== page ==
nginx Reverse Proxy in front of apache webdav upload file Problems

In a nutshell:
I use an apache2 as webdav server and have a nginx reverse proxy in front of it.
The download of larger files (~ 6 GB) works without problems only the upload of larger files (already from 450 MB) aborts exactly at the EOF with the error message "65 client intended to send too large body " (on nginx).

I tested all possible settings like client_max_body_size, proxy_buffering off; unfortunately without success. If I run apache2 without nginx reverse proxy everything works as expected.

Thanks for your help

reredokIT ConsultantAsked:
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Ravi Kumar AtreyCloud Specialist- AzureCommented:
You need to configure upload size at every level, like in configuration of your application platform like if application is in php then it should be configured in PHP.ini file, then ngnix configuration and then apach's configuration.

Then you need to try.

Please do this and let me know if you have already done?
reredokIT ConsultantAuthor Commented:
except for the configuration of php I configured it in nginx and apache2.
Ravi Kumar AtreyCloud Specialist- AzureCommented:
Please do in PHP configuration as well.

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reredokIT ConsultantAuthor Commented:
php isn't installed: neither on the nginx nor apache server
Ravi Kumar AtreyCloud Specialist- AzureCommented:
ok.. so how are you trying to upload, I mean what you are using to upload files, directly under your application or any some ftp sort of tool?
David FavorLinux/LXD/WordPress/Hosting SavantCommented:
Increasing client_max_body_size should fix this.

Likely best to install inotify-wait tools + watch all your config files. Then restart NGINX + ensure config file where you added the client_max_body_size change is actually read when NGINX restarts.
reredokIT ConsultantAuthor Commented:
@Ravi Kumar Atrey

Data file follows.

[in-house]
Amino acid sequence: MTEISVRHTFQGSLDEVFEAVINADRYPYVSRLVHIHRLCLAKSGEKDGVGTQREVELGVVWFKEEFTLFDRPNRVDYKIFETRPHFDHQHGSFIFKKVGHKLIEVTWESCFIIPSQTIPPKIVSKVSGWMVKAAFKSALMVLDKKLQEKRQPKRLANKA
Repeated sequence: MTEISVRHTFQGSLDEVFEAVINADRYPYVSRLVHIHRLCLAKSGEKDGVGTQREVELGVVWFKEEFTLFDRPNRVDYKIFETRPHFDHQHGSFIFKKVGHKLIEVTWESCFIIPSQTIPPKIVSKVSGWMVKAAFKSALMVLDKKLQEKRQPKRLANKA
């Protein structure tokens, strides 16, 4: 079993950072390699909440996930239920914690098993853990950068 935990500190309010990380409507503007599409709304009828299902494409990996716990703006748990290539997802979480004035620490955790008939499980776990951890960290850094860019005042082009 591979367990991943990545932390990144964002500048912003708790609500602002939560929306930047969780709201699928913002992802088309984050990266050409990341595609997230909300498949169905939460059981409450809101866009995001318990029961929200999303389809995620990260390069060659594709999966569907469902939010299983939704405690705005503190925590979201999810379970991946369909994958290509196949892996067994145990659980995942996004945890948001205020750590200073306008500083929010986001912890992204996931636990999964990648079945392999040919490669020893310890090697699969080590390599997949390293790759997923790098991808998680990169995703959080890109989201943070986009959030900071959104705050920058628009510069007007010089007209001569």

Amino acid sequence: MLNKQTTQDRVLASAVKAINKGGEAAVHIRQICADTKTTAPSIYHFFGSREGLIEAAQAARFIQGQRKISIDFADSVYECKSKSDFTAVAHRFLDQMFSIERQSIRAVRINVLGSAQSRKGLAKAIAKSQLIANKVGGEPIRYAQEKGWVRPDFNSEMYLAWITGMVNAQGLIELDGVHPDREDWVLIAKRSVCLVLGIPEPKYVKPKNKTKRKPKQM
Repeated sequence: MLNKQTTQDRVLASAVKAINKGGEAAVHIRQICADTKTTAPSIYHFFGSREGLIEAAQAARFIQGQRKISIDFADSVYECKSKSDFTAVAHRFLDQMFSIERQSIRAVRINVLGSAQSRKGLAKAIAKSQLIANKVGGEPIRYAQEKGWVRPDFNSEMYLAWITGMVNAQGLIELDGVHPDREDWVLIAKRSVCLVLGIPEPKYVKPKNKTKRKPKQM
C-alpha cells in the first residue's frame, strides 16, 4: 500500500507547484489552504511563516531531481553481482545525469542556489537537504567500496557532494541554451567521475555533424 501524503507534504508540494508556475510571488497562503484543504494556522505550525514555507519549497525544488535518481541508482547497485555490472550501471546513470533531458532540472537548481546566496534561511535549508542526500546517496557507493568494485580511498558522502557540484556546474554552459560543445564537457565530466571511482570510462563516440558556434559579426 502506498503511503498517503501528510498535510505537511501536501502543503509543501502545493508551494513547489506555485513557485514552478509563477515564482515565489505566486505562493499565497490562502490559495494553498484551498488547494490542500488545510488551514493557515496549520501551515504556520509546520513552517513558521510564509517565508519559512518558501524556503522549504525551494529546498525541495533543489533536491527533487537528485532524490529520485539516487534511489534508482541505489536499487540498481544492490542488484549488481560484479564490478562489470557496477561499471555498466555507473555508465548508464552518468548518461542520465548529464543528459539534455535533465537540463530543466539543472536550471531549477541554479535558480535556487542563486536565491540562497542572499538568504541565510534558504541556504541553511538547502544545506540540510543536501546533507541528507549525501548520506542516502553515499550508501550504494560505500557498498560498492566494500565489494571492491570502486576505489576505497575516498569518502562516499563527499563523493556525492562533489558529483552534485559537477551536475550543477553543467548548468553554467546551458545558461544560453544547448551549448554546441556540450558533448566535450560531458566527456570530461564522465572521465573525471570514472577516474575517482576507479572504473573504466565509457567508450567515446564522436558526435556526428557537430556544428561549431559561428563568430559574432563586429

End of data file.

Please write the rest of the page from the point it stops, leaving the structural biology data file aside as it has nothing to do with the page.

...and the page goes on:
Sorry, my information was a quick shot again.
Apache2 runs "of course" a webdav and nginx serves as an accelerator

@David Favor
client_max_body_size 2G; 20G; 200G; (nginx.conf, ../site-available/reserve-proxy.conf)
I tested in scope locaction, server, http and so on.

It must actually cause nginx the problem there without, so apache2 "alone" with webdav does not have the problem.
Prabhin MPDevOps EngineerCommented:
client_max_body_size        50m;

check this , this should solve the issue
reredokIT ConsultantAuthor Commented:
here you will find further information. Unfortunately the upload to the webdav (apache2) via nginx still does not work.

monitoring filesaccess nginx:
/etc/nginx/nginx.conf OPEN
/etc/nginx/nginx.conf ACCESS
/etc/nginx/sites-available/reverse-proxy.conf OPEN
/etc/nginx/sites-available/reverse-proxy.conf ACCESS
/etc/nginx/sites-available/reverse-proxy.conf CLOSE_NOWRITE,CLOSE
/etc/nginx/nginx.conf CLOSE_NOWRITE,CLOSE

client_max_body_size in nginx files (client_max_body_size 50G;)
grep -ril 'client_max_body_size' /etc/nginx

webdav-client (carot-dav)

2019/01/18 08:17:32 9987#9987: *27 client intended to send too large body: 104857600 bytes, client:, server: ......., request: "PUT /webdav/DATEV/KassenundWarenerfassung/test/K$ ....
David FavorLinux/LXD/WordPress/Hosting SavantCommented:
You said, "I tested in scope locaction, server, http and so on."

Using inotifywait to verify the files your changing are actually be re-ingested, based on however you're restarting all your services.
David FavorLinux/LXD/WordPress/Hosting SavantCommented:
Tip: NGINX as an accelerator. Rarely does this actually occur.

Tip: For WebDav access, all caching/acceleration should be disabled, as caching will either slow WebDav to a crawl (much duplicate i/o) or completely break your WebDav access (as you'll be working on cached copies of files, rather than real copies).

If only one person is using WebDav, NGINX will just slow down access.

If many people are attempting to access the same resource, you'll likely end up with all manner of subtle problems where people are seeing + changing various versions of data.

I always use raw Apache, to keep my life simple.

If you're using the Apache 2.4 branch, then you'll be surprised how much faster Apache runs over NGINX, if you actually speed test every layer of your LAMP Stack.

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